There are also several ways intrapartum, during your labour and birth, that can reduce your chance of tearing. A few of these measures may be performed by your midwife or OB routinely, although it is a good idea to inform your healthcare provider what your preference is. Remember mama - you can decline anything you wish to.

When bub's head is crowning, your midwife or OB may tell you to stop pushing or give small pushes to allow the perineum to stretch slowly, and their hand may be on bub's head as they are being born. Research by Albers and Borders on minimising perineal trauma state slowing the rate at which your baby's head and shoulders emerge can help prevent perineal injury.

The position you give birth in can also impact the likelihood of tearing. Soong and Barnes' study on maternal position and perineal trauma concluded the two positions that resulted in less suturing are side-lying and kneeling on all-fours. The least ideal position for perineal tears was laying on your back, as this puts more pressure on the perineum.

Warm compresses on your perineum during the pushing stage of labour can significantly reduce your risk of a third or fourth-degree perineal tear, according to a study by Aasheim on techniques during the second stage of labour for reducing perineal trauma.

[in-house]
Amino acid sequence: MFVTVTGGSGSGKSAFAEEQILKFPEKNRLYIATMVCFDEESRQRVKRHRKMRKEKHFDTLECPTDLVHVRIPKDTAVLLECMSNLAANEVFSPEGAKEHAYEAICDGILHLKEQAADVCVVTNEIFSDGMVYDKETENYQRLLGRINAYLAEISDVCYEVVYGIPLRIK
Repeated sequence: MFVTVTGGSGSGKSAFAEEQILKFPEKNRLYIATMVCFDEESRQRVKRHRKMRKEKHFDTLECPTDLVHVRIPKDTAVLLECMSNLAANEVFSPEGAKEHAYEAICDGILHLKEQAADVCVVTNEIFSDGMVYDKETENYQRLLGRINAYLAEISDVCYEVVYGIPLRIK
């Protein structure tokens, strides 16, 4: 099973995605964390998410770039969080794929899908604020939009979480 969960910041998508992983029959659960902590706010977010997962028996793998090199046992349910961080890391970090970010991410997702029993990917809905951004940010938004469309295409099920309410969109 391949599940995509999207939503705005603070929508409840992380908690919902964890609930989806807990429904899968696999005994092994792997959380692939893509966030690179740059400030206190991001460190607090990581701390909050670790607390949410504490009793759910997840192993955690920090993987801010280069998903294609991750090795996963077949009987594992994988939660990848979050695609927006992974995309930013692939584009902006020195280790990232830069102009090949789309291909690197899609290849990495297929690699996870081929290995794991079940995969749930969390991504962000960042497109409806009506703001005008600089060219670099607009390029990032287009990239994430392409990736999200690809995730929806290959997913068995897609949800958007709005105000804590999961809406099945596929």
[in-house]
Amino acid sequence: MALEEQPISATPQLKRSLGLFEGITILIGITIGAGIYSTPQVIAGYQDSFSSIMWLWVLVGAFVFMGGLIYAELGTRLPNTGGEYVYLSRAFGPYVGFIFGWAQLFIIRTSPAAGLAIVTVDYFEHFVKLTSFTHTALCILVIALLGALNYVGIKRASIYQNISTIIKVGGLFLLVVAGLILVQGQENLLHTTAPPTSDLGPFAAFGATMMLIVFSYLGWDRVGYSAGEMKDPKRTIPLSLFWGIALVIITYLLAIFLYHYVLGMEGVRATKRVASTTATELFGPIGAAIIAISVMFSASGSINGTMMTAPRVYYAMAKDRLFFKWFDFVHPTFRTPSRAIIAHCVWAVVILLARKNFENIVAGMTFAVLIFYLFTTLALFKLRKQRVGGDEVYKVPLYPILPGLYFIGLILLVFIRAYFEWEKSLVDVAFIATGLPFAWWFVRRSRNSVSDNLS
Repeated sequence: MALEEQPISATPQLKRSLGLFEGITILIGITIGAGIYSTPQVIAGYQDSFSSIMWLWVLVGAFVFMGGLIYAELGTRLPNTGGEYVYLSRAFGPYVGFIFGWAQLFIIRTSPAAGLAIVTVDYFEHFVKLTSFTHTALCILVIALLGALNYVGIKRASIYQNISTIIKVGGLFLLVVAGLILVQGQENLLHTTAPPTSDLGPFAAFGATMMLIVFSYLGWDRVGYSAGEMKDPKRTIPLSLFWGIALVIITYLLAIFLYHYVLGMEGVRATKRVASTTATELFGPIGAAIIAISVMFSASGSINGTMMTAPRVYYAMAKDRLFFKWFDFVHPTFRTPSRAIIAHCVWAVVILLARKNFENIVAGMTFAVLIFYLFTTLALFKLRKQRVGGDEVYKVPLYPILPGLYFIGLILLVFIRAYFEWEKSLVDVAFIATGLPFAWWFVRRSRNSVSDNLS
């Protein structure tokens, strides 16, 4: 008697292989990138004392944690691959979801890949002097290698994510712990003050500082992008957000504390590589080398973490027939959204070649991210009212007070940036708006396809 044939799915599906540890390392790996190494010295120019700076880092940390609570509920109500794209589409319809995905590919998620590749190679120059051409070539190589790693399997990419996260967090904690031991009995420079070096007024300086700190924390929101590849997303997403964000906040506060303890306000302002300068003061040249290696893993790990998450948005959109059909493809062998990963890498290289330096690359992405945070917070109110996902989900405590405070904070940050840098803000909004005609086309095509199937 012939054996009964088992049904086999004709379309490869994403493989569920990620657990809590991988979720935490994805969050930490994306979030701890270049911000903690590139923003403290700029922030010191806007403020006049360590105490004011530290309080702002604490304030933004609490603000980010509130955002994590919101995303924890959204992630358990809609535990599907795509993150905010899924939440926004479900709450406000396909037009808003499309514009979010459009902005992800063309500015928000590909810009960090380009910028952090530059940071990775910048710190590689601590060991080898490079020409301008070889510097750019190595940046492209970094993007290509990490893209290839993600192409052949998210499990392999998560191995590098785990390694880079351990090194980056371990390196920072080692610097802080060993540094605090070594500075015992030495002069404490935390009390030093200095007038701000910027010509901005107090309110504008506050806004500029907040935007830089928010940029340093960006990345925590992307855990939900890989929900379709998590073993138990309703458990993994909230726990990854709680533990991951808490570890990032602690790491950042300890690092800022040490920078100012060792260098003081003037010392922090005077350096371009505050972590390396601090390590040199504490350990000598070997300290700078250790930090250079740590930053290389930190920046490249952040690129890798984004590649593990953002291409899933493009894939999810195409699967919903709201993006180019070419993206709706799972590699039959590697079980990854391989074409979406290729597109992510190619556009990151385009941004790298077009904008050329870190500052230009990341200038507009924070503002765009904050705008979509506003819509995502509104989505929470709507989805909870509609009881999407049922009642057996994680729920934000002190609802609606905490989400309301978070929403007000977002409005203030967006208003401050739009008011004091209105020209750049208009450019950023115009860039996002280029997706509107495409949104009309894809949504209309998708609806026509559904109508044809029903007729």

Queensland Clinical Guidelines also state perineal massage performed by your healthcare provider during pushing may also decrease the risk of third and fourth-degree perineal tears. However, some women may not feel comfortable with this option, and it is not recommended for everyone.

If you have a perineal tear during the birth of your baby, the details will be disclosed to you during the debriefing process post-birth. This should include the nature of the injury, the treatment and follow-up and any effects on future births. Your postnatal care should involve educational measures on how to reduce pain and prevent infection of the perineal tear. 

The below postpartum perineal care is recommended by the Queensland Clinical Guidelines:

  • Hygiene; always wash the area regularly and pat dry, change your pad every 3-4hrs, shower at least once a day and monitor for any signs of infection.
  • Analgesia; paracetamol, and anti-inflammatory painkillers such as ibuprofen work well for perineal pain. If you have a severe tear, your healthcare provider may also recommend stronger pain relief for you.
  • Applying ice to your perineum will reduce any pain in the area and also help decrease swelling and bruising after birth. Apply ice packs for 10-15mins at a time for the first 24-72hrs after birth.
  • Side-lying is recommended to promote perineal recovery, as laying on your side reduces swelling and fluid pooling in the perineum.
  • Your healthcare provider may recommend antibiotics if you have had a third or fourth-degree tear to help reduce the risk of infection.
  • Consult a women's health physiotherapist before commencing any pelvic floor exercises or strenuous physical exercise.
  • Ensure you have follow-up organised for six weeks postpartum to assess wound healing of your perineum.

~Always chat with your health professional if you have any questions or concerns.~